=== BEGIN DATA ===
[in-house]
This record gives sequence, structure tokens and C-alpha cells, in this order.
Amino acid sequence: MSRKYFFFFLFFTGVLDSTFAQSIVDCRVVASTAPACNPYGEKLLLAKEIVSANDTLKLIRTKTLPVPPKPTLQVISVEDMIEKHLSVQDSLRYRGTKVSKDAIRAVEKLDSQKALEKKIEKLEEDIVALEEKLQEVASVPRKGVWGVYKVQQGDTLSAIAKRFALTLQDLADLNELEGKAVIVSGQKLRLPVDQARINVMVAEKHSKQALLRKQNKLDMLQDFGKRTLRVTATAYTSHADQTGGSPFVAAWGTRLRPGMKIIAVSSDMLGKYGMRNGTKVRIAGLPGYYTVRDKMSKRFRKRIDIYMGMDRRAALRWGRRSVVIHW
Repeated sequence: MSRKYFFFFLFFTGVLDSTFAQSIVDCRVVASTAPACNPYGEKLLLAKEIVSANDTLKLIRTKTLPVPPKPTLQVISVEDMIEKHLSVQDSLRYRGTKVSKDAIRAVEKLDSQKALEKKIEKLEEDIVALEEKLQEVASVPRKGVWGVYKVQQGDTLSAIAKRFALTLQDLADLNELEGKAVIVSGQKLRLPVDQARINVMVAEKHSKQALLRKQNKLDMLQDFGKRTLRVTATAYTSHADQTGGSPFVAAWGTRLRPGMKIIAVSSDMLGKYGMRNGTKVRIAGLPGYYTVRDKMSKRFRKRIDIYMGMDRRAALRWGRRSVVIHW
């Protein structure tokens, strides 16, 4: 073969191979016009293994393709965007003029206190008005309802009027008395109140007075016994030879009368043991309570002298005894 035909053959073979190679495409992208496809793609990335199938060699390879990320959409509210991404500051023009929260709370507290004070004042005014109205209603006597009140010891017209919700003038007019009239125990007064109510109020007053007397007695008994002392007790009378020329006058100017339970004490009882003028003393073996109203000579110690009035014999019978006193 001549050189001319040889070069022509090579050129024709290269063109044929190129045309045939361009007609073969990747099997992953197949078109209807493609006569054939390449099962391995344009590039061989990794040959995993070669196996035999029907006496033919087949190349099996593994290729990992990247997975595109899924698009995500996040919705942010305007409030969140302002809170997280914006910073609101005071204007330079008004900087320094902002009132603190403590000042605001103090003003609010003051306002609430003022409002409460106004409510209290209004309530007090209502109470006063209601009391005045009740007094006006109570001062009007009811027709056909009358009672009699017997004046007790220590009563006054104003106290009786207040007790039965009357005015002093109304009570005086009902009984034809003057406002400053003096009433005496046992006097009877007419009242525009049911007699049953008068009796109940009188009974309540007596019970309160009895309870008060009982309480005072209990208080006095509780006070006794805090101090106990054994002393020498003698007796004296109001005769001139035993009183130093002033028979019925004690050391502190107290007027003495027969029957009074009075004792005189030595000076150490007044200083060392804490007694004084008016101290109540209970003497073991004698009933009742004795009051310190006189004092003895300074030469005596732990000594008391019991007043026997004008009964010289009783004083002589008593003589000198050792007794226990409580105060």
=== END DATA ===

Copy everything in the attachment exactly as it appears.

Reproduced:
[in-house]
This record gives sequence, structure tokens and C-alpha cells, in this order.
Amino acid sequence: MSRKYFFFFLFFTGVLDSTFAQSIVDCRVVASTAPACNPYGEKLLLAKEIVSANDTLKLIRTKTLPVPPKPTLQVISVEDMIEKHLSVQDSLRYRGTKVSKDAIRAVEKLDSQKALEKKIEKLEEDIVALEEKLQEVASVPRKGVWGVYKVQQGDTLSAIAKRFALTLQDLADLNELEGKAVIVSGQKLRLPVDQARINVMVAEKHSKQALLRKQNKLDMLQDFGKRTLRVTATAYTSHADQTGGSPFVAAWGTRLRPGMKIIAVSSDMLGKYGMRNGTKVRIAGLPGYYTVRDKMSKRFRKRIDIYMGMDRRAALRWGRRSVVIHW
Repeated sequence: MSRKYFFFFLFFTGVLDSTFAQSIVDCRVVASTAPACNPYGEKLLLAKEIVSANDTLKLIRTKTLPVPPKPTLQVISVEDMIEKHLSVQDSLRYRGTKVSKDAIRAVEKLDSQKALEKKIEKLEEDIVALEEKLQEVASVPRKGVWGVYKVQQGDTLSAIAKRFALTLQDLADLNELEGKAVIVSGQKLRLPVDQARINVMVAEKHSKQALLRKQNKLDMLQDFGKRTLRVTATAYTSHADQTGGSPFVAAWGTRLRPGMKIIAVSSDMLGKYGMRNGTKVRIAGLPGYYTVRDKMSKRFRKRIDIYMGMDRRAALRWGRRSVVIHW
């Protein structure tokens, strides 16, 4: 073969191979016009293994393709965007003029206190008005309802009027008395109140007075016994030879009368043991309570002298005894 035909053959073979190679495409992208496809793609990335199938060699390879990320959409509210991404500051023009929260709370507290004070004042005014109205209603006597009140010891017209919700003038007019009239125990007064109510109020007053007397007695008994002392007790009378020329006058100017339970004490009882003028003393073996109203000579110690009035014999019978006193 001549050189001319040889070069022509090579050129024709290269063109044929190129045309045939361009007609073969990747099997992953197949078109209807493609006569054939390449099962391995344009590039061989990794040959995993070669196996035999029907006496033919087949190349099996593994290729990992990247997975595109899924698009995500996040919705942010305007409030969140302002809170997280914006910073609101005071204007330079008004900087320094902002009132603190403590000042605001103090003003609010003051306002609430003022409002409460106004409510209290209004309530007090209502109470006063209601009391005045009740007094006006109570001062009007009811027709056909009358009672009699017997004046007790220590009563006054104003106290009786207040007790039965009357005015002093109304009570005086009902009984034809003057406002400053003096009433005496046992006097009877007419009242525009049911007699049953008068009796109940009188009974309540007596019970309160009895309870008060009982309480005072209990208080006095509780006070006794805090101090106990054994002393020498003698007796004296109001005769001139035993009183130093002033028979019925004690050391502190107290007027003495027969029957009074009075004792005189030595000076150490007044200083060392804490007694004084008016101290109540209970003497073991004698009933009742004795009051310190006189004092003895300074030469005596732990000594008391019991007043026997004008009964010289009783004083002589008593003589000198050792007794226990409580105060």